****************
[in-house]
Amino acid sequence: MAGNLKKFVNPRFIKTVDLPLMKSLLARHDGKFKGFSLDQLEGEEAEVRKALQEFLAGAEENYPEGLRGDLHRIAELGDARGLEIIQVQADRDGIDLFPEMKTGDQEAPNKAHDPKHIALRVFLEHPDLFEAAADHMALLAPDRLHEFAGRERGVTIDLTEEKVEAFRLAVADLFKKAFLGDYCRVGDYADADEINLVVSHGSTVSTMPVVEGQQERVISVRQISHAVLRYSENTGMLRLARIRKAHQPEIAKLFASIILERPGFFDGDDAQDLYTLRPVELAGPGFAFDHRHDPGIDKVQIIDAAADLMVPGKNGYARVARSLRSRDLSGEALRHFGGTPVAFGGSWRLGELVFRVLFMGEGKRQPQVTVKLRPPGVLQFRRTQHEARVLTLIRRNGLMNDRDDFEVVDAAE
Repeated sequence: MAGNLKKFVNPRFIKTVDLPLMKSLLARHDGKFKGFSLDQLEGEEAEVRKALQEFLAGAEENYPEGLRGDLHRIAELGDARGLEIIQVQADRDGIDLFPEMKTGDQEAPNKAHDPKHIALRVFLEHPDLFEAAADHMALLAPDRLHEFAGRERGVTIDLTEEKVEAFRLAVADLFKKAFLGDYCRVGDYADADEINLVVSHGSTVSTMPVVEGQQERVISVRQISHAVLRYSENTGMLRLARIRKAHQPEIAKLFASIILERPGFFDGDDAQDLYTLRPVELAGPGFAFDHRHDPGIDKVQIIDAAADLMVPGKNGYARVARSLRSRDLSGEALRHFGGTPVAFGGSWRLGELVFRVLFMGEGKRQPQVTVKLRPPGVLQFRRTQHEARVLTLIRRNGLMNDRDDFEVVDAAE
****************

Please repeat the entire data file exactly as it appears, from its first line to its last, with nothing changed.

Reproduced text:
[in-house]
Amino acid sequence: MAGNLKKFVNPRFIKTVDLPLMKSLLARHDGKFKGFSLDQLEGEEAEVRKALQEFLAGAEENYPEGLRGDLHRIAELGDARGLEIIQVQADRDGIDLFPEMKTGDQEAPNKAHDPKHIALRVFLEHPDLFEAAADHMALLAPDRLHEFAGRERGVTIDLTEEKVEAFRLAVADLFKKAFLGDYCRVGDYADADEINLVVSHGSTVSTMPVVEGQQERVISVRQISHAVLRYSENTGMLRLARIRKAHQPEIAKLFASIILERPGFFDGDDAQDLYTLRPVELAGPGFAFDHRHDPGIDKVQIIDAAADLMVPGKNGYARVARSLRSRDLSGEALRHFGGTPVAFGGSWRLGELVFRVLFMGEGKRQPQVTVKLRPPGVLQFRRTQHEARVLTLIRRNGLMNDRDDFEVVDAAE
Repeated sequence: MAGNLKKFVNPRFIKTVDLPLMKSLLARHDGKFKGFSLDQLEGEEAEVRKALQEFLAGAEENYPEGLRGDLHRIAELGDARGLEIIQVQADRDGIDLFPEMKTGDQEAPNKAHDPKHIALRVFLEHPDLFEAAADHMALLAPDRLHEFAGRERGVTIDLTEEKVEAFRLAVADLFKKAFLGDYCRVGDYADADEINLVVSHGSTVSTMPVVEGQQERVISVRQISHAVLRYSENTGMLRLARIRKAHQPEIAKLFASIILERPGFFDGDDAQDLYTLRPVELAGPGFAFDHRHDPGIDKVQIIDAAADLMVPGKNGYARVARSLRSRDLSGEALRHFGGTPVAFGGSWRLGELVFRVLFMGEGKRQPQVTVKLRPPGVLQFRRTQHEARVLTLIRRNGLMNDRDDFEVVDAAE